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Bald running race raises hairless pride in Spain

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Hair brained? The first prize in the inaugral bald running race is two melons. File photo: Rusty Clark/Flickr
10:20 CEST+02:00
Two friends in the north-eastern Spanish region of Galicia are staging the world's first ever international running race for bald people on Friday.

The 3,850-metre event is being put on by Ángel Campos and Miguel Montenegro, neighbours in the small town of Vilalba in Galicia's Lugo province.

"It all started out as a bit of a joke," the sporty Campos told The Local by telephone.

"I was in my friend Miguel's bar after I had completed a run, and he suddenly said, 'Why not put on a race just for bald people?'"

This was meant a sly dig: Campos is very bald while Montenegro still boasts a good head of hair.

But the race idea grew and grew.

"When we started out, we thought it would be just a few people from the village doing the run, but then the local newspapers took an interest," said Campos.

"Now it has become the first-ever international race for bald people.

"We've chosen a route which won't disturb traffic too much, and the local town hall have given us permission to close off the streets for the race," explained the organizer.

"They've been very helpful."

Despite all the logistical planning, though, the prizes in the inaugural hairless running event remain in keeping with its humorous origins.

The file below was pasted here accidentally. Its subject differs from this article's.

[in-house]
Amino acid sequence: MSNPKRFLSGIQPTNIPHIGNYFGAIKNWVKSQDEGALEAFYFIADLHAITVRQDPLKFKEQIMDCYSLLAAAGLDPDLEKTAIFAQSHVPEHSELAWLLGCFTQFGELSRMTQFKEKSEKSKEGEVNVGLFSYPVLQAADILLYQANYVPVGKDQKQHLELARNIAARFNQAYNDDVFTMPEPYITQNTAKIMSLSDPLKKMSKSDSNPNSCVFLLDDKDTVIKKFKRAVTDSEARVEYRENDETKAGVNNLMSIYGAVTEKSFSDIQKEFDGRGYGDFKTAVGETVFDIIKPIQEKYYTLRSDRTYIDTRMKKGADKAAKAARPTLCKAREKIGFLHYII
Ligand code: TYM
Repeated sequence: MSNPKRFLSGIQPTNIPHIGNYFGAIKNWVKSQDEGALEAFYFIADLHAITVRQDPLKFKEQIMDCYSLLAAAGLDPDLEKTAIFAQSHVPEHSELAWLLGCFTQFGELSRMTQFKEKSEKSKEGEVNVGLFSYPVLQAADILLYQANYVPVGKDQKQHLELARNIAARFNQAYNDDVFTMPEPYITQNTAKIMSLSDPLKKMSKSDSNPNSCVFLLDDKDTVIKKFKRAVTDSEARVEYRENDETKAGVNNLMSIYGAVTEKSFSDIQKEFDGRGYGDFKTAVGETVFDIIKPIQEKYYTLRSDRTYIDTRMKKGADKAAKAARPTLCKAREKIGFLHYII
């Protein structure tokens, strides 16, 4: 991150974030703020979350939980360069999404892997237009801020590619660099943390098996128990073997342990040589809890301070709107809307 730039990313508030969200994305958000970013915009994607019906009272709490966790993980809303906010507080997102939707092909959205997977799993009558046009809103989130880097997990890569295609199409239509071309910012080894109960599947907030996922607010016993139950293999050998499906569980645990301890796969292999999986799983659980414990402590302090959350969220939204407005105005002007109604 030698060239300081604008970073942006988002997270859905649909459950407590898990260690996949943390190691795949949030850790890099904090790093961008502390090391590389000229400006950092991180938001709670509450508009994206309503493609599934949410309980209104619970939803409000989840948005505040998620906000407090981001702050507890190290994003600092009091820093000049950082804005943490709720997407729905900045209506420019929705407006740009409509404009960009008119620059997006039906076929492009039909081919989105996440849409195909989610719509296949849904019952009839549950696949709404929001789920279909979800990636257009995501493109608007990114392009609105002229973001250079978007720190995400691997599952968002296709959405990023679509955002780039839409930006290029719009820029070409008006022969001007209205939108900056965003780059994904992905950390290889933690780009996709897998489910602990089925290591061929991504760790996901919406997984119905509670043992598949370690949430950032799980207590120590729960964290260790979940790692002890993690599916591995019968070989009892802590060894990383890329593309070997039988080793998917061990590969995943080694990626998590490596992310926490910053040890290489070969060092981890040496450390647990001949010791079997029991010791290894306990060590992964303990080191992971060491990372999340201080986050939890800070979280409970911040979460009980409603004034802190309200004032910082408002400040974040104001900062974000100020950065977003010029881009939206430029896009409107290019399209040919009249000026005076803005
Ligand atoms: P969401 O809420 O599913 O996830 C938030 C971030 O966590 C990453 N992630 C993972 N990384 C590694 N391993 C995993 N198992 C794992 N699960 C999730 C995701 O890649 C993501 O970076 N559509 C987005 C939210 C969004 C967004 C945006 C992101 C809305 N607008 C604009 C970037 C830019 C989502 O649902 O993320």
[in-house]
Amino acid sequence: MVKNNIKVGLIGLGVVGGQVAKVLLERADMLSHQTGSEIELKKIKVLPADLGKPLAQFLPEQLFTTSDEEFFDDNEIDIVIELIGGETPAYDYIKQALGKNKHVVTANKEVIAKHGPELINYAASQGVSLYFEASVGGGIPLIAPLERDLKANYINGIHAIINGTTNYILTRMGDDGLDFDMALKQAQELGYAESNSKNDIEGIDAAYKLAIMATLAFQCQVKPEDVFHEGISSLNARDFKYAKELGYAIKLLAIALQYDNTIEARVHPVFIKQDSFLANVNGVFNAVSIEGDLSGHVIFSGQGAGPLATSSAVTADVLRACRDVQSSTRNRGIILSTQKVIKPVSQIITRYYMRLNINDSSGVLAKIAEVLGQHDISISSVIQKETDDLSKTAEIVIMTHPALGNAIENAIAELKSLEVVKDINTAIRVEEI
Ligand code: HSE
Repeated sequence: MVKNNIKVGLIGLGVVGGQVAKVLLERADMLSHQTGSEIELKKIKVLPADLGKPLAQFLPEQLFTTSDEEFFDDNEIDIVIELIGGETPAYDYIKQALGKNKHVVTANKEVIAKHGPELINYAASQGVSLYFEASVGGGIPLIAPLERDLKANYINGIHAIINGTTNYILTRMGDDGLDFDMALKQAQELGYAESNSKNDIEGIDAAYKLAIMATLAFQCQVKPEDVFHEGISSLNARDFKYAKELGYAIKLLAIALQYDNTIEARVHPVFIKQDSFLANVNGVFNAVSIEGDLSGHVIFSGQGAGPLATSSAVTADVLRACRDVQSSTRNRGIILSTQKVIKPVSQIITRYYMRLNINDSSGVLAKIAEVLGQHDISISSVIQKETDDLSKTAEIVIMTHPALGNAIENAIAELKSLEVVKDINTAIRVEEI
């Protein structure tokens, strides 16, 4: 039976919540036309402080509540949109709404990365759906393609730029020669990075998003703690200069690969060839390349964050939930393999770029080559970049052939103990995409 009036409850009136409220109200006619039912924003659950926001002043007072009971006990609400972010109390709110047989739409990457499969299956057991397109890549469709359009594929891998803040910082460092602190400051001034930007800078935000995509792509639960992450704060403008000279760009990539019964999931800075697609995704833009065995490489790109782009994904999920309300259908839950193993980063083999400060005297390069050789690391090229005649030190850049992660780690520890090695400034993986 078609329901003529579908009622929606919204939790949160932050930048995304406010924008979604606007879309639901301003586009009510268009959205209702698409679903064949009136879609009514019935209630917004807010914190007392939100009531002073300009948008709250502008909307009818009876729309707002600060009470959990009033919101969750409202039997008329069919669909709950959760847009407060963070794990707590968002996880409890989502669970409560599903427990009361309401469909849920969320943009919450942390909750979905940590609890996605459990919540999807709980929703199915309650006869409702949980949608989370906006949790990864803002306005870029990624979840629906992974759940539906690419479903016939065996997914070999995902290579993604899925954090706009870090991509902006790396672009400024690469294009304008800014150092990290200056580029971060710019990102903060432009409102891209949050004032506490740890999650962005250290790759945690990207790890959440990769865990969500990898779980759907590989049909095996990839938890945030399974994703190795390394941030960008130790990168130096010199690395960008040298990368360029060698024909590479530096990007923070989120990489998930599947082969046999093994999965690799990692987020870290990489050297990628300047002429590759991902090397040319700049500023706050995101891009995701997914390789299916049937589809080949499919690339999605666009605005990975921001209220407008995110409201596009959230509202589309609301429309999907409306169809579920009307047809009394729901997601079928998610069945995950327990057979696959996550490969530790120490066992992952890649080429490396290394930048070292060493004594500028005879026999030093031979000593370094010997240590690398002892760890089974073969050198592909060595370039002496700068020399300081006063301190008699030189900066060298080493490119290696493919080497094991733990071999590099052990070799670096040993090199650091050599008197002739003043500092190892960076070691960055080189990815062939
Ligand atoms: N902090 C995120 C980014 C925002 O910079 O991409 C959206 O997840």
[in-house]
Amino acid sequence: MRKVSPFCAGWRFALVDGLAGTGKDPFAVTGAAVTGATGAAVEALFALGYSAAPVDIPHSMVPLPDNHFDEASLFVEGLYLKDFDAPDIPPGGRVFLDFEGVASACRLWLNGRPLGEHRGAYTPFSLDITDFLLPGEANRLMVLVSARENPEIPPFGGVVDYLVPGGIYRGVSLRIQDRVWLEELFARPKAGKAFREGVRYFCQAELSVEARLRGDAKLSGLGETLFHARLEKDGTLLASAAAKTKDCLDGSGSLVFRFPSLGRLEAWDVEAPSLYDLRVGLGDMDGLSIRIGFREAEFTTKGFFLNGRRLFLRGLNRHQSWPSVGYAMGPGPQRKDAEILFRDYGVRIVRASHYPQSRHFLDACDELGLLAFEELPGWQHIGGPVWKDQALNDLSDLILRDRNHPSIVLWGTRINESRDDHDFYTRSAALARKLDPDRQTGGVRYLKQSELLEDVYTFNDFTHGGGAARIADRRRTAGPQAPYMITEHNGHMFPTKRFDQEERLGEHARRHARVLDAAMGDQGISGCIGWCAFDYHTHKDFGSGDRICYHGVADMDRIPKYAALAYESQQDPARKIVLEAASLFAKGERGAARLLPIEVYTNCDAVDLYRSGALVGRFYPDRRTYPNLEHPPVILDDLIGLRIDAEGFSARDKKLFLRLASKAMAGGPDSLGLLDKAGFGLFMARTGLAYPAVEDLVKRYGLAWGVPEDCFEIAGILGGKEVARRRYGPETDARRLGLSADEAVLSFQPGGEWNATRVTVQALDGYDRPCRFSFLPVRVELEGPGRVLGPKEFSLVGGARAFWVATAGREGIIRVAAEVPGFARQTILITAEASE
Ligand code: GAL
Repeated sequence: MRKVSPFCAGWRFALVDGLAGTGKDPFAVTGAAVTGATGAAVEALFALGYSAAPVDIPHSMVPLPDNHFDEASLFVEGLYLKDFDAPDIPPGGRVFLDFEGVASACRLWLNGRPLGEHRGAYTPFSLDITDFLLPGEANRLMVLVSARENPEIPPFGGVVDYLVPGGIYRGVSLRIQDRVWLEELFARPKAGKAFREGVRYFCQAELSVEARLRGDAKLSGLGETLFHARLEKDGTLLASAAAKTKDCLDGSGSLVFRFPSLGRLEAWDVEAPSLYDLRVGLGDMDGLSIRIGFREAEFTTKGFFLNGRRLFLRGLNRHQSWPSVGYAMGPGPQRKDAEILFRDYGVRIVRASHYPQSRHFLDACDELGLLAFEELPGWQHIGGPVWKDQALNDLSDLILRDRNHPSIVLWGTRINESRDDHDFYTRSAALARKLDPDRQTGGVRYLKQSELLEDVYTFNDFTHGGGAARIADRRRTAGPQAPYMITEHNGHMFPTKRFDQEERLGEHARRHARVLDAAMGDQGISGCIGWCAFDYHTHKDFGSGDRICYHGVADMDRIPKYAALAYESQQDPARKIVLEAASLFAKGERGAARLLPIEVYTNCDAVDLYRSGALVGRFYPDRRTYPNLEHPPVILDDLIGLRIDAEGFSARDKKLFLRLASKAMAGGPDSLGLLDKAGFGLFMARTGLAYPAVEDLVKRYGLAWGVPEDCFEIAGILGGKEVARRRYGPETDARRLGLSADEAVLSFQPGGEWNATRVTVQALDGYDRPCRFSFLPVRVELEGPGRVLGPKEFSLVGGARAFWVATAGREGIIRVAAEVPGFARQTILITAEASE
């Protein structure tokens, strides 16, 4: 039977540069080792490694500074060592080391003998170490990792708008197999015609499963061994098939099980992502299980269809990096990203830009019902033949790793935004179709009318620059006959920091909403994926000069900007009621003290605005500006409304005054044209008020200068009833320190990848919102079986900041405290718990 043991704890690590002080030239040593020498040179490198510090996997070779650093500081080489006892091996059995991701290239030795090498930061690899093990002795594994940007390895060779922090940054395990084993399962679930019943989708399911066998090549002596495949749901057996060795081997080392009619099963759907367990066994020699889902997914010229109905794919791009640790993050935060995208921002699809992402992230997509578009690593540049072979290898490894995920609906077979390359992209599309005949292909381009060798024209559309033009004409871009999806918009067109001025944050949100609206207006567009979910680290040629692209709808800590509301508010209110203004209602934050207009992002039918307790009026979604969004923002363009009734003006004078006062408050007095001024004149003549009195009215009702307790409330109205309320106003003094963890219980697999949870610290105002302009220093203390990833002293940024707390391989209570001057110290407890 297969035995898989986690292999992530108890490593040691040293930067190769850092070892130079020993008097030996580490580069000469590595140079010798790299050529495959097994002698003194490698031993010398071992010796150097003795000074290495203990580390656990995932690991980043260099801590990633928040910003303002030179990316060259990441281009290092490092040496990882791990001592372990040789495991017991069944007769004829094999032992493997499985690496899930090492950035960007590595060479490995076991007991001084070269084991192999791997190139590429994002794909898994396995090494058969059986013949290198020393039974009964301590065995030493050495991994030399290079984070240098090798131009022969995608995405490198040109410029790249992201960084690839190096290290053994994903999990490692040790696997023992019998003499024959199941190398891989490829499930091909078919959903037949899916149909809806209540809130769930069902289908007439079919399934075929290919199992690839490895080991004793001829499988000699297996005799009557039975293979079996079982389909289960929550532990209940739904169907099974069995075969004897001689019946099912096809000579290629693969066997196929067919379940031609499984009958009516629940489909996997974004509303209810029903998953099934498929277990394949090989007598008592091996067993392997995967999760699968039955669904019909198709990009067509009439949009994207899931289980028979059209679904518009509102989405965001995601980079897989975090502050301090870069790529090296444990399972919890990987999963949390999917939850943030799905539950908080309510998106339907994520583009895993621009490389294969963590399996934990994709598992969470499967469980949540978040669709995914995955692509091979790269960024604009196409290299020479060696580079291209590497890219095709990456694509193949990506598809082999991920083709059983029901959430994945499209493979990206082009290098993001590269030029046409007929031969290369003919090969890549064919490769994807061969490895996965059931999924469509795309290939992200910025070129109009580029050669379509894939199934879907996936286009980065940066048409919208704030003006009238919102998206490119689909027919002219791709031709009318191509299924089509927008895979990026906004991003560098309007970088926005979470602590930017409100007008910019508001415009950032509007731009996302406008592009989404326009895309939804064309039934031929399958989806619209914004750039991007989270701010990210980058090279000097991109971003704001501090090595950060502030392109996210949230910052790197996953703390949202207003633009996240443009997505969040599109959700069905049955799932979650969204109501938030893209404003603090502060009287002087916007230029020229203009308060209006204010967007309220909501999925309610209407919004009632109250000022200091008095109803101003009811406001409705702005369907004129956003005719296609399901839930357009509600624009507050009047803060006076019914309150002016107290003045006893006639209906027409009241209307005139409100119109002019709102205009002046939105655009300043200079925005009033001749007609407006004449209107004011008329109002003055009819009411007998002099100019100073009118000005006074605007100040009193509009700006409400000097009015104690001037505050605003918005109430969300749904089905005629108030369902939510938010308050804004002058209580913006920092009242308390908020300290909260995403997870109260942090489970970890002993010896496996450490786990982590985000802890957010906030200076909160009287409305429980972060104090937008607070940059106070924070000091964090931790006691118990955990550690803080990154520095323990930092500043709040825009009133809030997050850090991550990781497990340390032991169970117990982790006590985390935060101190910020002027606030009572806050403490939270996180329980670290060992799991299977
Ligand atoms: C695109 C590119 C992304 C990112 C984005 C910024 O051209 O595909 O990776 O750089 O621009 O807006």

First across the line will go home with two melons, second prize is a dozen free-range eggs, and the third prize is a light bulb.

"Although we might have to change that," Campos told The Local.

"It turns out these energy-saving bulbs are more expensive than the melons."

Campos also added a noted of warning to people who might be looking to cheat the system to nab these prizes: "You have to be naturally bald. It's not enough to shave your head."

The sporty Campos — he has completed the famous Camino de Santiago pilgrimage five times — told The Local about 24 people had already enrolled for Friday's race.

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"We are hoping that 15 to 20 people more sign up before the event as well," he added.

Campos said that if all goes well, they hope to stage the race again next year.

"Not everybody takes to alopecia well. It can be quite demoralizing, but it doesn't have to be something negative."

Asked whether he himself is bothered by the lack of hair on his head, Campos laughed.

"I'm a chef, and for me having no hair is very practical. It means there is never any hair in the food."

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